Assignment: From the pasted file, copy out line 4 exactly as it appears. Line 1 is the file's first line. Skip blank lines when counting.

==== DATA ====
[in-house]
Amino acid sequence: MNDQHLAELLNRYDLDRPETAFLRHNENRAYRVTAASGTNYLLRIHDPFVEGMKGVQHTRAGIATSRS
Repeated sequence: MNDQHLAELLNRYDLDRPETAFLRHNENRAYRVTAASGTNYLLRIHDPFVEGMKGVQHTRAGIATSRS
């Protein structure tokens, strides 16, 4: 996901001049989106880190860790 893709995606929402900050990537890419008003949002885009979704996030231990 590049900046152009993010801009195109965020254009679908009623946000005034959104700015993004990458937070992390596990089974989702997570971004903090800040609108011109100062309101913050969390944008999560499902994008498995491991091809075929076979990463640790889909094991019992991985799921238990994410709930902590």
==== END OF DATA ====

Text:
């Protein structure tokens, strides 16, 4: 996901001049989106880190860790 893709995606929402900050990537890419008003949002885009979704996030231990 590049900046152009993010801009195109965020254009679908009623946000005034959104700015993004990458937070992390596990089974989702997570971004903090800040609108011109100062309101913050969390944008999560499902994008498995491991091809075929076979990463640790889909094991019992991985799921238990994410709930902590």